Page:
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I think my apartment building may be condemned soon.... what are my tenant rights....

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liberalitch Donating Member (1000+ posts) Send PM | Profile | Ignore Sun Jun-24-07 10:47 AM
Original message
I think my apartment building may be condemned soon.... what are my tenant rights....
I wasn't planning on budgeting in a move until next year.
I live in Norfolk, Va.
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skygazer Donating Member (1000+ posts) Send PM | Profile | Ignore Sun Jun-24-07 11:08 AM
Response to Original message
1. There's a lot of information at this link
And a bunch of other links and phone numbers as well.
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philosophie_en_rose Donating Member (1000+ posts) Send PM | Profile | Ignore Sun Jun-24-07 11:09 AM
Response to Original message
2. You should consult a legal advice line or clinic.
If the property is condemned and not fit for habitation, then you may have an action against the landlord. But it depends on state law. Some states are archaic about that sort of thing.

Here are some Landlord-Tenant links -

Virginia State Bar Lawyer Referral Service
Virginia State Bar
707 East Main Street, Suite 1500
Richmond, VA 23219
800.552.7977 or 804.775.0808

Virginia Legal Aid Society
513 Church Street
Lynchburg, VA 24503
434.528.4722 or toll-free: 1.866.534.5243

Virginia Supreme Court - General District Court finder
Supreme Court of Virginia
Office of the Executive Secretary
100 North Ninth Street, Third Floor
Richmond, VA 23219

Virginia Fair Housing Office
3600 West Broad Street, 5th floor
Richmond, VA 23230
888.551.3247 or 804.367.8530

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jobycom Donating Member (1000+ posts) Send PM | Profile | Ignore Sun Jun-24-07 11:26 AM
Response to Original message
3. I had an apartment condemned on me once.
It was very sudden. One day we were told there was a mandatory meeting that evening (making me feel like I was in high school). The mayor showed up to kick us out personally. The whole complex had been built on a landfill, and methane was building up inside the structures, so they condemned the whole complex. The people on the ground floors were given four days to move out, and those on higher floors were given seven. This was in a town notoriously short of affordable housing, at a time when the largest university in the country (UT Austin) was about to start classes, so all the students were moving in.

Our rights apparently, were to move out when we were told, and to smile about it if we wanted to. Many people wound up moving in with family, or even moving out of state, because the rates had been a tad lower than market, and many people couldn't afford the higher rents. Some just flat-out couldn't find vacant apartments, either.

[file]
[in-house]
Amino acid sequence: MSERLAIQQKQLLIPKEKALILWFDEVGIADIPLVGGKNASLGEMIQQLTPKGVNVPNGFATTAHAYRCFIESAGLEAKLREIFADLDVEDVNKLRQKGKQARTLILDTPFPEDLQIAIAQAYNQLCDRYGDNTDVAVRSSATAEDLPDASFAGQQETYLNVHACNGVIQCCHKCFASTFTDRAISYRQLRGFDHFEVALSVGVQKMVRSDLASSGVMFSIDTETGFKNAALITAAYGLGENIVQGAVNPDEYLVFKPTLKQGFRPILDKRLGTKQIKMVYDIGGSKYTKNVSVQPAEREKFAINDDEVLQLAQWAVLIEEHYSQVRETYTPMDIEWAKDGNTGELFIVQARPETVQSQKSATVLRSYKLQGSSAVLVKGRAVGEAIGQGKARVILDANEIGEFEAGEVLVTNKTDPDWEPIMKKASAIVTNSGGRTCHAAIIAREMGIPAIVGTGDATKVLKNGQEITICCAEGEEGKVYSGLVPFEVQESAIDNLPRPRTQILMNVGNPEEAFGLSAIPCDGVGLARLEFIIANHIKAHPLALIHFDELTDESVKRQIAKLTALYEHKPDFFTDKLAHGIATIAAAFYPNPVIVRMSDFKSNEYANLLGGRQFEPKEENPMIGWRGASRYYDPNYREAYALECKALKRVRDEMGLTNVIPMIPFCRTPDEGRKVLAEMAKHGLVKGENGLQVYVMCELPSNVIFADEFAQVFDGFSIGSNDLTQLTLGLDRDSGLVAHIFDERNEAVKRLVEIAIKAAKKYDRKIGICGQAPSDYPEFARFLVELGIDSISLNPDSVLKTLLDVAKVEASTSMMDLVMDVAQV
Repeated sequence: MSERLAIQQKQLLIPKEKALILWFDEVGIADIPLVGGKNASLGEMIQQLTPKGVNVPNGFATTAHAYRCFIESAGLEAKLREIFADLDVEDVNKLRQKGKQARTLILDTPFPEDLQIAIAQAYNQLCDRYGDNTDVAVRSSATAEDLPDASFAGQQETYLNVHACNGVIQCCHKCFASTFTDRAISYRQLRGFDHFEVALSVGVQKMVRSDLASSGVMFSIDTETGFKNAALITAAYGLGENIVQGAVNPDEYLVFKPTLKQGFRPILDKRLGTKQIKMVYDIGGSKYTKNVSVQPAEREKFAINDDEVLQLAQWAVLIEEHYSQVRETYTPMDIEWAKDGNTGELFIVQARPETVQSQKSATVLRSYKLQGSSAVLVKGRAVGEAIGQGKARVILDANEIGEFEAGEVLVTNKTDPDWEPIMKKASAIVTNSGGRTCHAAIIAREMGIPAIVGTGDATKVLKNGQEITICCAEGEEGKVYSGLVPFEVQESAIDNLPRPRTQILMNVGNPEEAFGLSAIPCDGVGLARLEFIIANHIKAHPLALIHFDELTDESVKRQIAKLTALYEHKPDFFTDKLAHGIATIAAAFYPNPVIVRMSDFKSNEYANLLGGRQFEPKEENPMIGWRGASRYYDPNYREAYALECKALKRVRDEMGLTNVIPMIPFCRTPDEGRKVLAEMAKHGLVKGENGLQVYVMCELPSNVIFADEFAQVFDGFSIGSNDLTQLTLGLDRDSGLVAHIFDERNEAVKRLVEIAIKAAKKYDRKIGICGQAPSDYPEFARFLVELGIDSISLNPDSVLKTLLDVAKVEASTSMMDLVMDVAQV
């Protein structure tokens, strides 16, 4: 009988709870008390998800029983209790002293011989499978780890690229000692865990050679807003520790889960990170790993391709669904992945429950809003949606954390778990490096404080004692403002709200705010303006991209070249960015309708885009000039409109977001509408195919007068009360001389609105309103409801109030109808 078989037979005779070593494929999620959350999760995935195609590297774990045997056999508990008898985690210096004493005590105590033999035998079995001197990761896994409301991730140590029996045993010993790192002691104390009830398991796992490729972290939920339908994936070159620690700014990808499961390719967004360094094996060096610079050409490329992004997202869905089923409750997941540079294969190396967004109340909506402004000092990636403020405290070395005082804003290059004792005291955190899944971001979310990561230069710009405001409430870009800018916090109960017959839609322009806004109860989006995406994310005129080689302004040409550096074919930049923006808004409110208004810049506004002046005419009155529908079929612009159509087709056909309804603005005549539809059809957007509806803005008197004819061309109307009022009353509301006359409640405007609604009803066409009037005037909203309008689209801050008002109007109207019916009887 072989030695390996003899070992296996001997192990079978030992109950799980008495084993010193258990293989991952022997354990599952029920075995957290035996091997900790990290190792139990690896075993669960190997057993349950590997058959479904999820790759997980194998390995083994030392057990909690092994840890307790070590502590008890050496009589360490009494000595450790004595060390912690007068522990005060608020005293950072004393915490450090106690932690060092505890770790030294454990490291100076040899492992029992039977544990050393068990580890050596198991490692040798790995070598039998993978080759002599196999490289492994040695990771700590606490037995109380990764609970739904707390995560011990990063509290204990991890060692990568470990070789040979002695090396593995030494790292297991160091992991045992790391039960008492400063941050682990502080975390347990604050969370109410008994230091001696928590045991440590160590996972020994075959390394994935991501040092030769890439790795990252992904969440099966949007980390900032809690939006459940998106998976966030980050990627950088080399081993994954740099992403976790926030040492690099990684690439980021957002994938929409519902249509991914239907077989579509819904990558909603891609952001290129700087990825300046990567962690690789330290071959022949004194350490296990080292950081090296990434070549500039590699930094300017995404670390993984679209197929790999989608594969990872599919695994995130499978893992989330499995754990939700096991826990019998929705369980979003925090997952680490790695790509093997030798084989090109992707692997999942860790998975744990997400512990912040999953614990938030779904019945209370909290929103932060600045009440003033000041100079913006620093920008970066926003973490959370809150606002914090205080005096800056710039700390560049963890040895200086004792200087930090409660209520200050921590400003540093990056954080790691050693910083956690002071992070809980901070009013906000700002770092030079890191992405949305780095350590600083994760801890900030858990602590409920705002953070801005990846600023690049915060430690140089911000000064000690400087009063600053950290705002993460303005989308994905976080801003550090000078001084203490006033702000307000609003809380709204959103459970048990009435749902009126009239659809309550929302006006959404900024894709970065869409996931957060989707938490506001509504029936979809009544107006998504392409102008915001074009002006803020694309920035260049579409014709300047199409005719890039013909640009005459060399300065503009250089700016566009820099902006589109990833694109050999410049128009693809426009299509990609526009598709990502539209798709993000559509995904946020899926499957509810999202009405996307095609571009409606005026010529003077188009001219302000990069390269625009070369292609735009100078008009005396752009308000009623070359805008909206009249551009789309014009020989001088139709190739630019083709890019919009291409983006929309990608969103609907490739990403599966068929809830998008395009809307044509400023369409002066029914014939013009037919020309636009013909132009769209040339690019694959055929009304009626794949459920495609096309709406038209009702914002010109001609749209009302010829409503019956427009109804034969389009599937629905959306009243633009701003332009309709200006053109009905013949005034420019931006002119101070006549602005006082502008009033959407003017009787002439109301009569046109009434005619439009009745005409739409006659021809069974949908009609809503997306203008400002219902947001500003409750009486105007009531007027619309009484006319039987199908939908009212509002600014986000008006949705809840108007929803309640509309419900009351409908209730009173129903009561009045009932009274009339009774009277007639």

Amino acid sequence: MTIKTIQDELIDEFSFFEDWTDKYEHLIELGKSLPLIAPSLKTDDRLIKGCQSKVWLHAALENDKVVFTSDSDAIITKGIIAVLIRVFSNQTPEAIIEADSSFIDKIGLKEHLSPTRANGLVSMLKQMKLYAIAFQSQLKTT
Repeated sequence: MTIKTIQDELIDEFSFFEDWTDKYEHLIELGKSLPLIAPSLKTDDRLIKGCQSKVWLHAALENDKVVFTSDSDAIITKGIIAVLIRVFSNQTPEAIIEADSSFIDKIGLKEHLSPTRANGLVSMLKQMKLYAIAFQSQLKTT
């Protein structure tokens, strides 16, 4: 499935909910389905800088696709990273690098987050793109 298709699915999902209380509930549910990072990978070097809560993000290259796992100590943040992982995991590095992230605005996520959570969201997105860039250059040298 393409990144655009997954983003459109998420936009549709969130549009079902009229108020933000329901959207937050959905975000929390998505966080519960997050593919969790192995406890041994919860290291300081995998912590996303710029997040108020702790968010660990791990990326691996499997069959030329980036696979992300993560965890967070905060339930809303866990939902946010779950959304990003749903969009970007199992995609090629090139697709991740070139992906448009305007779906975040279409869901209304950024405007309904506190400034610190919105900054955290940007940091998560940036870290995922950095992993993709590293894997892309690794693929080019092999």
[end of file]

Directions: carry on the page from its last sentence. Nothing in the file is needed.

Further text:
Ultimately, it turned out that the landlord had known of the methane problem for two years, and that the city had told him to keep residents informed about the situation as it progressed. The fire department held regular inspections, and the landlord was supposed to keep us informed of the inspections, too. Instead, the landlord lied about the inspections, claiming they were fire extingisher checks, and other stuff. They were so negligent that they had signed a lease the morning of the evictions, even knowing that the complex would be closed. That gave us grounds for a class action suit, which was won easily. When the landlord appealed, the appeals court raised the punitive damages higher than the first court, so the landlord gave up and paid.

If the landlord had not been lying, I don't think we'd have had any rights. This is Texas, I don't know how other states are.
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electricmonk Donating Member (1000+ posts) Send PM | Profile | Ignore Sun Jun-24-07 01:06 PM
Response to Original message
4. Getting kicked out of my place too
The landlord defaulted on the mortgage so the building got foreclosed. The bank is kicking me and the people downstairs out. The gas got turned off a week ago and the water is scheduled for disconnection on Tuesday. We're going to pay the past due amount on the water bill so at least we'll have running water until we can get out. This was the second place in a row that that's happened to me. Hopefully it will be the last time since I put in a contract to buy a house. The closing is on July 13 so hopefully the final eviction won't come up before then. I rented a storage space and have been moving all my stuff into it just in case though.

All this talk about foreclosures on the news and they never mention the investors that buy 4 or more houses at once and end up not being able to maintain them all. They always point there finger at the working class folks as being behind the "foreclosure crisis".
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cobalt1999 Donating Member (1000+ posts) Send PM | Profile | Ignore Sun Jun-24-07 01:45 PM
Response to Original message
5. if the local government is condemning the building, there probably isn't much you can do.
Assuming you been given adequate notice by law, you better start looking for a new place. Florida condemn a number of buildings that were damaged after the hurricane spree a few years ago. Once the buildings condemned, that's it.
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